It is remarkable that although the Jewish people studied the Torah so diligently, no one understood the reason for the destruction of the Beis HaMikdash. Finally, Hashem told them that it was due to this lack of understanding of Torah’s importance, without which all the diligence means nothing. A student of mathematics, for instance, can study his field diligently and become an expert in it. Torah, too, is a magnificent piece of knowledge, but the real task for us is to understand its beautiful importance and uniqueness. Since the Jewish people lacked this understanding and appreciation of the Torah’s holiness, it became for them no more than another branch of knowledge, and this is why the Beis HaMikdash was destroyed. Adding the virtue of sanctity to Torah puts it in a totally different category. Learning Torah then refashions the individual’s character to make him holy, like the Chofetz Chaim, and not just an ordinary human being. This is the very essence of Torah: to elevate human nature to the highest level of holiness and lovingkindness in its truest form.

I often think to myself: How can we, in our era, correct this lack of the realization of the Torah’s importance? Today we find many students studying Torah. There are even professors who lecture on the Talmud, and non-Jews who know Mishnayos and the Talmud as well. But what is lacking in all this is an understanding of the Torah’s unique importance.

When a rav passes by, very few children stand up for him. This shows a lack of appreciation for Torah. Why shouldn’t they stand up and show respect for one who is studying Torah? The Gemara says that kavod HaTorah, honor for Torah, stands higher than studying Torah (Megillah 3b), and yet there are so many students who study the Torah but do not stand up for a Torah scholar. It hurts me to see Torah treated like ordinary knowledge, without any recognition of its greatness. This was the cause of the destruction of the Beis HaMikdash, and as the Chofetz Chaim used to say, if it has not yet been rebuilt, it is because the reasons for its destruction are still prevalent. If these causes were removed, the Beis HaMikdash would already have been rebuilt (see Yerushalmi, Yoma 1:1).

A child should be taught the importance of honoring his parents. He should be told that when Papa or Mama come into the room, he should stand up and show respect. A child raised like that will listen to his parents in later years. Children who are not taught when they are young to respect their parents, will not do it when they get older. So, too, if you do not teach a child this respect for Torah, even if he studies Torah when he grows up, the kavod haTorah will still be lacking, and that is devastating.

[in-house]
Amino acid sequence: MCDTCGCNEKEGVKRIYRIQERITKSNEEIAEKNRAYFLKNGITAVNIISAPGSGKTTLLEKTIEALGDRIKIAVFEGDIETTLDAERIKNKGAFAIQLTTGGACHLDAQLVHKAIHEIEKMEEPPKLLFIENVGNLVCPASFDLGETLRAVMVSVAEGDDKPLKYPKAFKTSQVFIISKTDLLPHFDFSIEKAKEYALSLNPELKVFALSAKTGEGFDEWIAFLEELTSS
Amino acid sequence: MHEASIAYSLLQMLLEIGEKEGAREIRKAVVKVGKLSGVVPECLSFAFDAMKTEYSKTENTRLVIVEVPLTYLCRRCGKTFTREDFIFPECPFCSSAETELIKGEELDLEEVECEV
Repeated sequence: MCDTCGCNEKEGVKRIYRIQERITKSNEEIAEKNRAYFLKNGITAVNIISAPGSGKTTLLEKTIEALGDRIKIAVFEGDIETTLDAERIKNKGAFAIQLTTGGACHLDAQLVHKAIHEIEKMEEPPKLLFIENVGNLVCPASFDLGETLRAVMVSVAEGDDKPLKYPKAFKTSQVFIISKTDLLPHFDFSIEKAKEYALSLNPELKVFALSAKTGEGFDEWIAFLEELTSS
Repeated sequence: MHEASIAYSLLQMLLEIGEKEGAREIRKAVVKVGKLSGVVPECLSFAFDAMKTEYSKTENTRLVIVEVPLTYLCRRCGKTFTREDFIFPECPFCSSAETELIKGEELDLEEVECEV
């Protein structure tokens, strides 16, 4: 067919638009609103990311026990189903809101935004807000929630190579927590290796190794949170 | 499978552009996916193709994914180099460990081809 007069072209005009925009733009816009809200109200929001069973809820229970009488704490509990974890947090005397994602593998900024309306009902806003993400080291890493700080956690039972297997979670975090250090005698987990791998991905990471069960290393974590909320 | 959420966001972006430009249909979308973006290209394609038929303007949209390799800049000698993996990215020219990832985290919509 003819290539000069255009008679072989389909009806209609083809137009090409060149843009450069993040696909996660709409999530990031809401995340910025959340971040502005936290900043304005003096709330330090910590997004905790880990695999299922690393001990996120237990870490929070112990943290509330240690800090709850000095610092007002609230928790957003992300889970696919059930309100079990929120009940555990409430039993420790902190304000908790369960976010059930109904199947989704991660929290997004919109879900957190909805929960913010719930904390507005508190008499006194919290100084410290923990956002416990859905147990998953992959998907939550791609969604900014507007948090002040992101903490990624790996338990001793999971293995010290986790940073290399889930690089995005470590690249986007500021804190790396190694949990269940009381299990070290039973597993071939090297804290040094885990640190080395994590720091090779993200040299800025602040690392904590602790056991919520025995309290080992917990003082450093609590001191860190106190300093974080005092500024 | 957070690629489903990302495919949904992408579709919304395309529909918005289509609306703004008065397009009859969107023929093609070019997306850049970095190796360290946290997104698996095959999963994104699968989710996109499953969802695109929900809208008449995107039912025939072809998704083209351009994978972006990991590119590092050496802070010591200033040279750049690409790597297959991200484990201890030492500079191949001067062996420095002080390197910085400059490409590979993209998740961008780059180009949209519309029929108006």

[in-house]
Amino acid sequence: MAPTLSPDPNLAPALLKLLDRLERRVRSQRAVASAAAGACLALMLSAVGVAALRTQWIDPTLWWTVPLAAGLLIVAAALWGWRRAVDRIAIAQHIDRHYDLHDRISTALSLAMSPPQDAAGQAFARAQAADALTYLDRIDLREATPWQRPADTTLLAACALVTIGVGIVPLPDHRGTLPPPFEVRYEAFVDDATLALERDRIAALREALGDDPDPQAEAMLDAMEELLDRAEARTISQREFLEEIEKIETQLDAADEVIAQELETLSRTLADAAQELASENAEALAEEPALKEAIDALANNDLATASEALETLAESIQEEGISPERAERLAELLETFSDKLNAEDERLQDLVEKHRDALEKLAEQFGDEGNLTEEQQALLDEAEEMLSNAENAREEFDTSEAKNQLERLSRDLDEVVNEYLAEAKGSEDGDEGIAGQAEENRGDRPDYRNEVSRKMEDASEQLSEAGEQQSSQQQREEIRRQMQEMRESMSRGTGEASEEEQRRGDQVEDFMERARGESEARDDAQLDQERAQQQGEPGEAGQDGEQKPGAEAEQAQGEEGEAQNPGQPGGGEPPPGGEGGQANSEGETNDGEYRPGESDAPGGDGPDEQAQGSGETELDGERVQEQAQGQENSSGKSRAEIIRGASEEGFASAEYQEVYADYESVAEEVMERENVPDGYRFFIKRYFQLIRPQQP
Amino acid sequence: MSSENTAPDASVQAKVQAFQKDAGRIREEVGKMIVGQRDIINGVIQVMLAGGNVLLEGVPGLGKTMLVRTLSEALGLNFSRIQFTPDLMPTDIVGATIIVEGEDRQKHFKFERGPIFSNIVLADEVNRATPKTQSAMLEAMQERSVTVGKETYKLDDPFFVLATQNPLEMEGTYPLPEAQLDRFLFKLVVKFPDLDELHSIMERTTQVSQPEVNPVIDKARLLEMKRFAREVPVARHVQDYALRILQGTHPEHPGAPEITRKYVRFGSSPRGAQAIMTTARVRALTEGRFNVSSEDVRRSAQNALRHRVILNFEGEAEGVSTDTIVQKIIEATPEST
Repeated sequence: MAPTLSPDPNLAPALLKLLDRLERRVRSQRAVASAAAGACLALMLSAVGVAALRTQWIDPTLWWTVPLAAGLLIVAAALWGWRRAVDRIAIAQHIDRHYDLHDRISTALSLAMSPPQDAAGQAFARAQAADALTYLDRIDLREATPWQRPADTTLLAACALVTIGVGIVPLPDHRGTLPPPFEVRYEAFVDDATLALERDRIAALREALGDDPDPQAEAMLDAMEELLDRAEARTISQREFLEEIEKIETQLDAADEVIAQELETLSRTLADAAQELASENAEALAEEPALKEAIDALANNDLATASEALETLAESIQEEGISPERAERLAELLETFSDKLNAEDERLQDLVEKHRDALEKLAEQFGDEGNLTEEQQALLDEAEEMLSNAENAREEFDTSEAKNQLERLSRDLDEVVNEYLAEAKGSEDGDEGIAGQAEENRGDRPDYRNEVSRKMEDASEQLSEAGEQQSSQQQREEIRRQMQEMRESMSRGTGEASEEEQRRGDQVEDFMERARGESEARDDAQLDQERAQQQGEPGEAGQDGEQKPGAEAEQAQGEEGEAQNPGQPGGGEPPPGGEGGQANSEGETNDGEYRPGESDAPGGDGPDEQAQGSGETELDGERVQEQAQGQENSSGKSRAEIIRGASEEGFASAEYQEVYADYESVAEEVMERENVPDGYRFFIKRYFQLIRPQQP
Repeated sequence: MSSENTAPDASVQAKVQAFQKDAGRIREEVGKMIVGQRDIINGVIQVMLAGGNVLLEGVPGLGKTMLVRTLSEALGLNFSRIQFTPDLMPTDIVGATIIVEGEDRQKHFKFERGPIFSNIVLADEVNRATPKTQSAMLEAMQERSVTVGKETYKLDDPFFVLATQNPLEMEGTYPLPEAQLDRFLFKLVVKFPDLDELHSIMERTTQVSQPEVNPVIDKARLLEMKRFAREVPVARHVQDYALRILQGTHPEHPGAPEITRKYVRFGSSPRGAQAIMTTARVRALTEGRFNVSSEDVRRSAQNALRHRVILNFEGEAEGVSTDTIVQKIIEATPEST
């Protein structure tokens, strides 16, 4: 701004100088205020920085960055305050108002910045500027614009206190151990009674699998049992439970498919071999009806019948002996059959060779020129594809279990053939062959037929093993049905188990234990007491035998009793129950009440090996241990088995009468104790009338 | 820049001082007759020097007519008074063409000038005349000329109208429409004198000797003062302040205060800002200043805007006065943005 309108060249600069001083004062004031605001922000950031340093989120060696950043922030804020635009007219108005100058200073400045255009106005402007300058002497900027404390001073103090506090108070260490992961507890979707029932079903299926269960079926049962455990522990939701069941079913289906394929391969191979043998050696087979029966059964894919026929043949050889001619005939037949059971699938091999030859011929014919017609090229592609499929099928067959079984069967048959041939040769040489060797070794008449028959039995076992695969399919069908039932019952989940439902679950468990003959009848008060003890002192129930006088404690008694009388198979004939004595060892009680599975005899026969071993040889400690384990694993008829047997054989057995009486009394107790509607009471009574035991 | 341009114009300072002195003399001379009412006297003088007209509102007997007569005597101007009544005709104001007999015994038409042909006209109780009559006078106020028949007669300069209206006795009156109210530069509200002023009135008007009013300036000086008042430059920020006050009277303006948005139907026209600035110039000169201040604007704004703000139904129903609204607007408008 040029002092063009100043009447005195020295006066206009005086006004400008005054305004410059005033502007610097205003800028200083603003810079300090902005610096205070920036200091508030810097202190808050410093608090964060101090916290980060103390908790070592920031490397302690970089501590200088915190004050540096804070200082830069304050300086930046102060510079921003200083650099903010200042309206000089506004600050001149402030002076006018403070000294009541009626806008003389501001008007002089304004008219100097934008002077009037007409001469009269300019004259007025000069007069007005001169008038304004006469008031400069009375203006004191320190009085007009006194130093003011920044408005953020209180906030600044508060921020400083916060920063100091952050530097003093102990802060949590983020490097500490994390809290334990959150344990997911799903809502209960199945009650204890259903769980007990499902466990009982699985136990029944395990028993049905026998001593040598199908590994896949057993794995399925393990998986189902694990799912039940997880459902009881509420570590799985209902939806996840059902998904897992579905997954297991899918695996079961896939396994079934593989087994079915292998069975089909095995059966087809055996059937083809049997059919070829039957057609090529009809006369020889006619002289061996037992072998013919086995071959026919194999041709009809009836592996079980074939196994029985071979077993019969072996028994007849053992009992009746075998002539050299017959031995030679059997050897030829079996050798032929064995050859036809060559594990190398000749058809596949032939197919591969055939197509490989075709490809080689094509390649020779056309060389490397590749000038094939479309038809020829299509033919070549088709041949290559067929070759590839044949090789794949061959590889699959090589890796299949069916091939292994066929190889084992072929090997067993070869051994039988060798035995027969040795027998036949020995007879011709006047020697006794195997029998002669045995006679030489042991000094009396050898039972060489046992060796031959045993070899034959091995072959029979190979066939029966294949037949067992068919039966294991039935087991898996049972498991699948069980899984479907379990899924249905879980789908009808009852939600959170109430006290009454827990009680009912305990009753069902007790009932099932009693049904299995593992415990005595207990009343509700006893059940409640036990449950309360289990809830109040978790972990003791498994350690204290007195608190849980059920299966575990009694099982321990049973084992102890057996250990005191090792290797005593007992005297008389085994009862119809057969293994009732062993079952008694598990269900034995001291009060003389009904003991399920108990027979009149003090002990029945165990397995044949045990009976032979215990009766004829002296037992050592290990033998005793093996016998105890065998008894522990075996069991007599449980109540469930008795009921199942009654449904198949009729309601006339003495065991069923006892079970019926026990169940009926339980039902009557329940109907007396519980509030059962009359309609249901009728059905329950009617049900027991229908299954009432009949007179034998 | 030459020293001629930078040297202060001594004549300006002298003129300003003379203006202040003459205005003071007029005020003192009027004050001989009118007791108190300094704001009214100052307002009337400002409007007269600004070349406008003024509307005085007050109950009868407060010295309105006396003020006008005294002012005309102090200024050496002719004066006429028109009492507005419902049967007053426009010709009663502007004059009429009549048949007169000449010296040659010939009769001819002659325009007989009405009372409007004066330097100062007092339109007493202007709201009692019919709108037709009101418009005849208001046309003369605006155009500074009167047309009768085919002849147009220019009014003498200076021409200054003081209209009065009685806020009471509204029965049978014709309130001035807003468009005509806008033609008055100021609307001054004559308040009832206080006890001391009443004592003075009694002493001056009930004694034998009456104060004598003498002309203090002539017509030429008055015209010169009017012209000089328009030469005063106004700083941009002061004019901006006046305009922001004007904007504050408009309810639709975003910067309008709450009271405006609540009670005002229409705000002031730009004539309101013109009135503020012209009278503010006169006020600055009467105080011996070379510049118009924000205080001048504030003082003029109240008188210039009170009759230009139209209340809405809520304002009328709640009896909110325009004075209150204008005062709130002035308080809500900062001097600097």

Torah without kavod is destruction. Without Torah’s importance, knowledge only brings destruction, as we see with nuclear weapons, which are used only to bring devastation to the world.

The very basis of Torah is not only the study of it but the respect for it. This is the message to all mothers. You must teach your children that the cause of the destruction of the Beis HaMikdash was a lack of realization of what the Torah means to the Jewish people. When we realize that Torah is our life, our sanctity, that it refines a person’s character to fashion him into a whole and sanctified individual, we can be instrumental in rebuilding what was destroyed.


 QUESTIONS & ANSWERS

Q If a rav is getting on a bus, is it considered modest for me to give him my seat? Should I give him my seat even if there are other empty seats behind me? Should I give up my time to let him go ahead of me in line?

A The answer is definitely yes. There is no question of modesty here if you are young and he is an old man. On the contrary, you would be criticized for not getting up.

Likewise, you should get up even if there are other empty seats. You can move to another seat. You should let an elderly person go ahead of you in line. Your time is precious, but you are required to honor the elderly. Even if your husband is waiting for you so that he can go to learn Torah, you would be required to do the same thing, as would he. Wouldn’t you do this for your father and mother?

Q I have a 9-year-old daughter who, if she sits next to me, will daven and follow krias haTorah. Toward the middle of davening there are not enough seats. Should she get up for a woman?

A Definitely. She is not obligated to hear krias haTorah. She is also younger than the woman, so why can’t she stand? She should get up out of respect.

Q If one sees a Rosh Yeshivah outside and is already standing, is it enough to stand silently as he passes by or should a woman say hello? What about a man or boy who sees a Rosh Yeshivah walking to shul -- should he say hello or should he remain quiet?